SHEEHAN v. The STATE.
Renee Wise Sheehan was found guilty of criminal trespass.1 She appeals, contending, among other things, that the evidence was insufficient to sustain her conviction. We agree and reverse.
On appeal, [Sheehan] no longer enjoys a presumption of innocence, and we construe the evidence, and all reasonable inferences therefrom, in a light most favorable to the jury's verdict. We neither weigh the evidence nor assess witness credibility, but merely ensure that the evidence was sufficient to enable a rational trier of fact to find each element of the crime charged beyond a reasonable doubt.2
So viewed, the evidence showed that on July 15, 2008, a final judgment and decree of divorce was entered, dissolving the marriage of Sheehan and her husband. The divorce decree provided, among other things, that Sheehan was “not to be on the property of [her ex-husband]'s residence, place of employment, ․ [and] is to have no contact with [her ex-husband] ․ until further Order of the Court.” The ex-husband testified that he had given Sheehan copies of the order on multiple occasions.
The ex-husband's employer operated a business in a small complex, consisting of a one-story suite of offices with approximately four to five other businesses. On November 11, 2008, Sheehan drove to her ex-husband's place of employment, where he had worked as a forensic engineer for the past eighteen years. Sheehan entered the building and was told by the receptionist to wait in the lobby. But instead of complying, Sheehan rushed past the receptionist, and walked around a corner to her ex-husband's office. Her ex-husband was shortly thereafter seen walking to his office, and after a few minutes, escorting Sheehan, who was cursing and yelling, to her vehicle outside. The ex-husband went back inside the building, and the receptionist, afraid that Sheehan might re-enter the building, went to her boss's office. The receptionist testified that after Sheehan cursed and yelled some more and “pounded” on a glass wall from outside, the “boss” asked Sheehan to leave. At some point Sheehan drove away.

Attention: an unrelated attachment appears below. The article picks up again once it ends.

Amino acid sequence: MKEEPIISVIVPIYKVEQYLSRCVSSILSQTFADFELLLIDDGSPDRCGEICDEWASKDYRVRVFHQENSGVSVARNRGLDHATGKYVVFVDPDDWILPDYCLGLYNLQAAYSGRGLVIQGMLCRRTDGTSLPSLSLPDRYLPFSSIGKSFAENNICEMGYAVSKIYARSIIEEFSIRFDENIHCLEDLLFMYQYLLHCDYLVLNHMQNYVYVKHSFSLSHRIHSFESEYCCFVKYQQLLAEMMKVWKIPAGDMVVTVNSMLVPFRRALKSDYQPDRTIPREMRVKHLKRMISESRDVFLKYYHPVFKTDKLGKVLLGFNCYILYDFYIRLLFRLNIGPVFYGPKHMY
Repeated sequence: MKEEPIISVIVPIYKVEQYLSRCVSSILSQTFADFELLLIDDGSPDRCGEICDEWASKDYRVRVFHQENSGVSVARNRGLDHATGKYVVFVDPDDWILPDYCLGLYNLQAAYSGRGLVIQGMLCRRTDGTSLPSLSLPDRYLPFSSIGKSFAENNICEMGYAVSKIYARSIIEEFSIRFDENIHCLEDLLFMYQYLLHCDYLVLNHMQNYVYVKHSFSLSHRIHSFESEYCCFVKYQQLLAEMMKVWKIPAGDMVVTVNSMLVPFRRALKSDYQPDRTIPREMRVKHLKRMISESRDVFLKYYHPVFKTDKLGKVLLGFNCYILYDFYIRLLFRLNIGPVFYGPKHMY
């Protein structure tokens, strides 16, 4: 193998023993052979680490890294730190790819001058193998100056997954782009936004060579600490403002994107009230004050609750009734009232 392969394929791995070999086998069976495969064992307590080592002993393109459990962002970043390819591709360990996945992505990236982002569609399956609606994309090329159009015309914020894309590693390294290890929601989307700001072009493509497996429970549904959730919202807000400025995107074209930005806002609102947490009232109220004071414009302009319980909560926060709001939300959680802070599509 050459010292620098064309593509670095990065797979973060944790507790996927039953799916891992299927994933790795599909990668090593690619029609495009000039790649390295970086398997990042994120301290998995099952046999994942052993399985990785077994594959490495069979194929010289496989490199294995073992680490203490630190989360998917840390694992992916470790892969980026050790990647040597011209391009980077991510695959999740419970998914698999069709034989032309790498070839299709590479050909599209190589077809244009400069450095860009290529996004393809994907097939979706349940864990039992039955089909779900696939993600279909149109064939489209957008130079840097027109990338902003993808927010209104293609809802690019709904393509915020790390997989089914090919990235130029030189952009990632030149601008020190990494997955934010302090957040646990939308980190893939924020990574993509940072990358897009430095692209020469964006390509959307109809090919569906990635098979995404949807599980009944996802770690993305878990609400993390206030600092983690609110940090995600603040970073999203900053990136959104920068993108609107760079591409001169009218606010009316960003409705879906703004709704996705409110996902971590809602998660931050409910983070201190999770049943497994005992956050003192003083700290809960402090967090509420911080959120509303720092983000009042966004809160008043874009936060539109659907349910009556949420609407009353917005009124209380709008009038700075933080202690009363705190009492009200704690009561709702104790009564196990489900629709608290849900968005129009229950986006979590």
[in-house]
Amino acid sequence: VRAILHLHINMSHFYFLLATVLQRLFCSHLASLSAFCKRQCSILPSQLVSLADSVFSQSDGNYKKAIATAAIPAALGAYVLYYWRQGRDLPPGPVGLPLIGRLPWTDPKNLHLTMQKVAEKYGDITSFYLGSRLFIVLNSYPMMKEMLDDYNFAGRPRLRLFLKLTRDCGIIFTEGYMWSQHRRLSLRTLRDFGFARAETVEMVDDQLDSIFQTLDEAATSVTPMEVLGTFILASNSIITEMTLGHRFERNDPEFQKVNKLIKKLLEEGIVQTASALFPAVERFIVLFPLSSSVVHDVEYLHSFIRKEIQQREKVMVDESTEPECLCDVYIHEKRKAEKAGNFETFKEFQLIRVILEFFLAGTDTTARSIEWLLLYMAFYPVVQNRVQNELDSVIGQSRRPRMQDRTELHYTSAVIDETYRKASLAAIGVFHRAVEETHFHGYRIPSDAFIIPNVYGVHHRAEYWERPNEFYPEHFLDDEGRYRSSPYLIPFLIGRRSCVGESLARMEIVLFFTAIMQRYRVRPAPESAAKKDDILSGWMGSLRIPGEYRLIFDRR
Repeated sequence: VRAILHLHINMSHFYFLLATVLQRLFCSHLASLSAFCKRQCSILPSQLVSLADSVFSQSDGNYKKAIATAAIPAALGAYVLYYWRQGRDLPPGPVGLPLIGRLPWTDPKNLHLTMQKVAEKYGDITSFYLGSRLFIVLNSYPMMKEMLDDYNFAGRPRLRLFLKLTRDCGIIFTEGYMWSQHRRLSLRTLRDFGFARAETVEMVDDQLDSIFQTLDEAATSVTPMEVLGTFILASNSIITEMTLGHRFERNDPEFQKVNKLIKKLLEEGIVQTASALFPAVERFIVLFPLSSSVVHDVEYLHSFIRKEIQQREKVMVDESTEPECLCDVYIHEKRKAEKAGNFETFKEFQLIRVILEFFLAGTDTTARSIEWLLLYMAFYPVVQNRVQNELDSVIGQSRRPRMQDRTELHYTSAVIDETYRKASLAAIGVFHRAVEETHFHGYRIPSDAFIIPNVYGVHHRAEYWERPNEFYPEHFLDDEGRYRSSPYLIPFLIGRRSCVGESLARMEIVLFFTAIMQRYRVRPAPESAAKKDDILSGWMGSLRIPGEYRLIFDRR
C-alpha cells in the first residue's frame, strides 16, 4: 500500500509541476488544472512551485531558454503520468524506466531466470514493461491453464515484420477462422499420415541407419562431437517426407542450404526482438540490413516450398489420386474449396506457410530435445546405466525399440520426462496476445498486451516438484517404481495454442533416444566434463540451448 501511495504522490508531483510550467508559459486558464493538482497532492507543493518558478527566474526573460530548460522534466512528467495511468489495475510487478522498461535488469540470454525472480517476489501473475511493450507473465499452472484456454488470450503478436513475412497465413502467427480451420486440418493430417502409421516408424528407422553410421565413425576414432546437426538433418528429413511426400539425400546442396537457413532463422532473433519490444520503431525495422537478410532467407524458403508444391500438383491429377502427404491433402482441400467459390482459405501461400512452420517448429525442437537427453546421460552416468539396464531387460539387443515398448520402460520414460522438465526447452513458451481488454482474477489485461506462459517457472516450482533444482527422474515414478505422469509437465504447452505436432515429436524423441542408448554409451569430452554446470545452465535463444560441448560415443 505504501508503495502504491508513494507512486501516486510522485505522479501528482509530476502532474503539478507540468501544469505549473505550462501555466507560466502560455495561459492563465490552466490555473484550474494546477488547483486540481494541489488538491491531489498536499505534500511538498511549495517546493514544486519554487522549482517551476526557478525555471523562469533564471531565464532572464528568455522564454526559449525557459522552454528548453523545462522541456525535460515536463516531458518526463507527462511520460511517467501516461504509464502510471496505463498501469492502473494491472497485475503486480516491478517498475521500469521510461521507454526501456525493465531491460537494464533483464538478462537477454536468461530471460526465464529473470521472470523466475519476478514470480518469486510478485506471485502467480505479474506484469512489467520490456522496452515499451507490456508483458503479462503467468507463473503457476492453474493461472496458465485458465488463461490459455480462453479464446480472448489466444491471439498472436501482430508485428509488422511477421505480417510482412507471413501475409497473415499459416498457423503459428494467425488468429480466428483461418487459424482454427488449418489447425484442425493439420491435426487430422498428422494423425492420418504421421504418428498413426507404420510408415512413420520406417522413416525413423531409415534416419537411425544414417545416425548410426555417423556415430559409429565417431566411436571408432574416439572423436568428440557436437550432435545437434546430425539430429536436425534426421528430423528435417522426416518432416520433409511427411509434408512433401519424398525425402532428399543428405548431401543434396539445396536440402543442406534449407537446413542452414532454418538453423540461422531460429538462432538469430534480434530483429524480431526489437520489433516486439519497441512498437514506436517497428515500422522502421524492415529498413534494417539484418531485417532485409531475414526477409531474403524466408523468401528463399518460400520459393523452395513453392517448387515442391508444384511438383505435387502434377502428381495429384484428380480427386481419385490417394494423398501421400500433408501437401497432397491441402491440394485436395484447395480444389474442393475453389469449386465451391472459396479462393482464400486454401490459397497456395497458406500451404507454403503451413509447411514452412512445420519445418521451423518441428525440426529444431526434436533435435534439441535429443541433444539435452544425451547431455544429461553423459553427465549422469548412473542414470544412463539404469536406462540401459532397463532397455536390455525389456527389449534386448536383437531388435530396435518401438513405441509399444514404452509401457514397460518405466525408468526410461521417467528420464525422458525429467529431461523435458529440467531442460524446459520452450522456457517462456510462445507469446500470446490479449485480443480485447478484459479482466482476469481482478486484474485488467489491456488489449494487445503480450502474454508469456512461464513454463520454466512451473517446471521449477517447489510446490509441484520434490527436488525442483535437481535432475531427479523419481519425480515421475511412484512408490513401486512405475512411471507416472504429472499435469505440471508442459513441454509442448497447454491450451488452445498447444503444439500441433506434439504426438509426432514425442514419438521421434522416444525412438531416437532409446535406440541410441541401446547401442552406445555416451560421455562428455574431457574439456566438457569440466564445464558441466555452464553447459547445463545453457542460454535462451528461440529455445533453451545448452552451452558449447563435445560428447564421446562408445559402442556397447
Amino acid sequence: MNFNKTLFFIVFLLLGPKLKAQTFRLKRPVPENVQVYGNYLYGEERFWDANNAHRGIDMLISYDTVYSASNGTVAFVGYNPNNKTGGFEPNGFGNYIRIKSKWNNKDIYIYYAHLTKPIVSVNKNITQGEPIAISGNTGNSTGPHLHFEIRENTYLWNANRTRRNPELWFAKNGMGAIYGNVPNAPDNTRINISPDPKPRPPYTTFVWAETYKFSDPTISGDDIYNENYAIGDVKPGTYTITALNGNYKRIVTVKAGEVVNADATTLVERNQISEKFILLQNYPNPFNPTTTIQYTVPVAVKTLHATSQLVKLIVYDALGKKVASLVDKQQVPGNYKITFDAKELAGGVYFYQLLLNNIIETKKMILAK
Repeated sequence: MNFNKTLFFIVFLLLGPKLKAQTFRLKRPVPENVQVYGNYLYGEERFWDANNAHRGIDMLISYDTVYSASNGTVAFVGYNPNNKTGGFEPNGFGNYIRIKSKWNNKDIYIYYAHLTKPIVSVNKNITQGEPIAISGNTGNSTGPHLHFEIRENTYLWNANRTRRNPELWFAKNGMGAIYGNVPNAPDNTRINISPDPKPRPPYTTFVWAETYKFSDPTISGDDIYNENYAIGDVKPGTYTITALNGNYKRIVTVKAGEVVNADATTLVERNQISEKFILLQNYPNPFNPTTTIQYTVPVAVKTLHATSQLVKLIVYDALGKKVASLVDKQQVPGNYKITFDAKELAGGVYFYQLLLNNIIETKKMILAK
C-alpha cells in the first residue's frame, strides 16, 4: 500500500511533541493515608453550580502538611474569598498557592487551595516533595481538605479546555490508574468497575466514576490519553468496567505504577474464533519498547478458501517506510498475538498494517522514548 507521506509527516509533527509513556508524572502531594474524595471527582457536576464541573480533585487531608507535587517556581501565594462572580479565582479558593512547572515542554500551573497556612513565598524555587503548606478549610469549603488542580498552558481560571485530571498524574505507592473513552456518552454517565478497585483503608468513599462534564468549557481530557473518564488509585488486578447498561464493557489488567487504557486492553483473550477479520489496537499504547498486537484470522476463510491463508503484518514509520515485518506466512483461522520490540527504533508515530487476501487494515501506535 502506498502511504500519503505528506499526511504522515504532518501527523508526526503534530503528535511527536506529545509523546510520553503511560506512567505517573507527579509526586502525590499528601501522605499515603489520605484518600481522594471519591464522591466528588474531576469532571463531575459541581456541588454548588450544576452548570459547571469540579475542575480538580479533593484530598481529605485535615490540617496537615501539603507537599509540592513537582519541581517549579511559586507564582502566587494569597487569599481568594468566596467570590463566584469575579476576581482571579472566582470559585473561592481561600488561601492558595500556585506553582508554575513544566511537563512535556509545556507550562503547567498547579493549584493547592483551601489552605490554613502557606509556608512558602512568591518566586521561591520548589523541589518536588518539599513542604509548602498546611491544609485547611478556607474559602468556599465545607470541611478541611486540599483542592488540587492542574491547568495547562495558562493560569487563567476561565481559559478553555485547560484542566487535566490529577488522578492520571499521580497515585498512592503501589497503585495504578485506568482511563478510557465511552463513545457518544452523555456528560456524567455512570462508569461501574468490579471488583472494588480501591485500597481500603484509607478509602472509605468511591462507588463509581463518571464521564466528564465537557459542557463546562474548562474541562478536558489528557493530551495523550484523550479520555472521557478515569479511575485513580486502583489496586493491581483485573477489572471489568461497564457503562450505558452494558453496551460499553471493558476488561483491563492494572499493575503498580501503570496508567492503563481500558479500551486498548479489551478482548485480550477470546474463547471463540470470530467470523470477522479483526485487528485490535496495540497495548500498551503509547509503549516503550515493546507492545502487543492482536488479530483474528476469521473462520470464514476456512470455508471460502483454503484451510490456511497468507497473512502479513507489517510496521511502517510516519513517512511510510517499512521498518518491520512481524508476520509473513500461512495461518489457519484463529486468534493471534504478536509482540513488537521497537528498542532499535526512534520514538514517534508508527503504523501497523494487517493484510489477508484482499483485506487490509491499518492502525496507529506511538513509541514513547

Sheehan was accused of criminal trespass for that she did “unlawfully knowingly and without authority, enter upon the land or premises of [her ex-husband's work place] after receiving, prior to such entry, notice from the owner or rightful occupant ․ in violation of OCGA § 16–7–21(b)(2)․”3
OCGA § 16–7–21(b)(2) pertinently provides that a person commits criminal trespass when he or she “[e]nters upon the land or premises of another person ․ after receiving, prior to such entry, notice from the owner, rightful occupant, or, upon proper identification, an authorized representative of the owner or rightful occupant that such entry is forbidden.” Essential to establishment by the state of the offense charged was a showing that Sheehan's entry into the premises had previously been expressly forbidden.4 The statute also requires that the notice to not enter the premises be given to the accused by the owner, rightful occupant, or by an authorized representative of the owner or rightful occupant.5
Here, there was no evidence that the owner, rightful occupant, or authorized representative of the owner or rightful occupant of the premises gave Sheehan prior notice to not enter the premises. The evidence was that pursuant to a divorce decree, Sheehan was prohibited from being on the property of her ex-husband's work place until further order of the court. Under OCGA § 15–1–4(a)(3), a court may inflict punishment for contempt of court in response to, among other things, “[d]isobedience or resistance by any ․ party, ․ or other person or persons to any lawful writ, process, order, rule, decree, or command of the courts.” While a court may inflict punishment for contempt, this was not a contempt of court proceeding.